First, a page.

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Every spring, millions of people across South Korea come together to celebrate the birth of Siddhartha Gautama, the founder of Buddhism. The entire country is illuminated with colorful lanterns that symbolically convey the wisdom and compassion of the sage, while temples hold cultural performances and spectacular parades.
“Seokga Tansinil”, meaning “Buddha’s Birthday” in Korean or “Bucheonim osin nal” (“the day when the Buddha came”) has been widely observed in many Asian nations for centuries. Due to differences in historical records, different countries celebrate the holiday on different days, but in South Korea, it falls on the eighth day of the fourth month of the lunar calendar.
Buddha’s Birthday is not only an important and auspicious day for the nation’s practicing Buddhists (a religious group that makes up approximately one fifth of South Korea’s population), but it is also a public holiday that is widely celebrated across the country.
Most of the festivities surrounding the holiday start about a week prior to the day itself, although vibrantly colored, lotus-shaped lanterns are hung throughout the country as early as a month ahead of time.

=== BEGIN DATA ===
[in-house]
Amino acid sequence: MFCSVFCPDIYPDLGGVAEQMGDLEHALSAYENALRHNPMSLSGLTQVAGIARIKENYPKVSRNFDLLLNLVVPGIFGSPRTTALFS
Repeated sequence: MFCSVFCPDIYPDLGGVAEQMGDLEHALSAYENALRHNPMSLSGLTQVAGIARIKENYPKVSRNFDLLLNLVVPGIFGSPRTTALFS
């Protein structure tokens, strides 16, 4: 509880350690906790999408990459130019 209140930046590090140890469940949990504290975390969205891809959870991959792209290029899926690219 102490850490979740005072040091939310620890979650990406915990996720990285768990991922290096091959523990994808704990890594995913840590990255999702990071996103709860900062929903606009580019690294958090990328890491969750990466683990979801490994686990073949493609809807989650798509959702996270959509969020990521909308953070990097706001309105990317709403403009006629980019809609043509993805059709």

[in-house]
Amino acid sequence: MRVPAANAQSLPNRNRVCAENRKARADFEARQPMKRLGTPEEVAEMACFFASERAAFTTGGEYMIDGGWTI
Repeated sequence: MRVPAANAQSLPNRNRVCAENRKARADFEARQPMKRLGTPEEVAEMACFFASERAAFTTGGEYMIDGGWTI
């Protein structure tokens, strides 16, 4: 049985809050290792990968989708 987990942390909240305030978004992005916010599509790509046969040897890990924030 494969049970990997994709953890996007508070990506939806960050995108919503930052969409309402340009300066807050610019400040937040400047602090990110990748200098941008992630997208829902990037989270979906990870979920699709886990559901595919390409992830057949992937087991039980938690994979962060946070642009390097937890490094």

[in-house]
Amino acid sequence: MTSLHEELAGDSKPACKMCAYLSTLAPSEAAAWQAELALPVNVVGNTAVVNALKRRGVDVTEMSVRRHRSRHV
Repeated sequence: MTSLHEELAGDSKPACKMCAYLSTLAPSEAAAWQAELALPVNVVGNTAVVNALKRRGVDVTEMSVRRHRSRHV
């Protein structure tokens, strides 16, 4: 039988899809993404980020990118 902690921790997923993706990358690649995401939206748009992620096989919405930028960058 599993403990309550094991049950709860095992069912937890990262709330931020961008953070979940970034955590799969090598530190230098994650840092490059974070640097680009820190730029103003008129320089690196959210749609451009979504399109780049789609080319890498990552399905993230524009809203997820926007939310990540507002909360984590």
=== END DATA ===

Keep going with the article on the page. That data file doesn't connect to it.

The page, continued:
Buddhist temples are transformed into kaleidoscopes of color. Those that make the trek to Korea’s temples on the day of Buddha’s birth are often treated to a complimentary vegetarian meal such as sanchae bibimbap and tea. Temples also host traditional Korean games and performances, such as mask dances and acrobatic shows with tightrope walkers.
Many participants also make a small donation to hang their own paper lantern in the temple complex. On these lanterns, they write their name and a wish that they carry in their heart.
The highlight of the celebrations, however, is the Yeon Deung Hoe, also known as the Lotus Lantern Festival. Originating in the Silla period more than 1,200 years ago, the tradition has been carried through both the Goryeo and Joseon dynasties and remains an important custom today.
In major cities like Seoul and Busan, the festival features a show stopping lantern parade, in which Buddhist monks join the general public to parade through the city with magnificent lantern displays including animated dragons and replicas of the Buddha himself. By lighting lanterns at the festival, participants light up their own hearts as well as the world. In this way, the celebration also offers an opportunity in which participants can reflect on Buddhist virtues, teachings, principles and life in general.
Korea’s Buddha’s Birthday celebration is truly both a spectacle for the eyes and a wonderful way to remember the man who established one of the world’s most influential religions.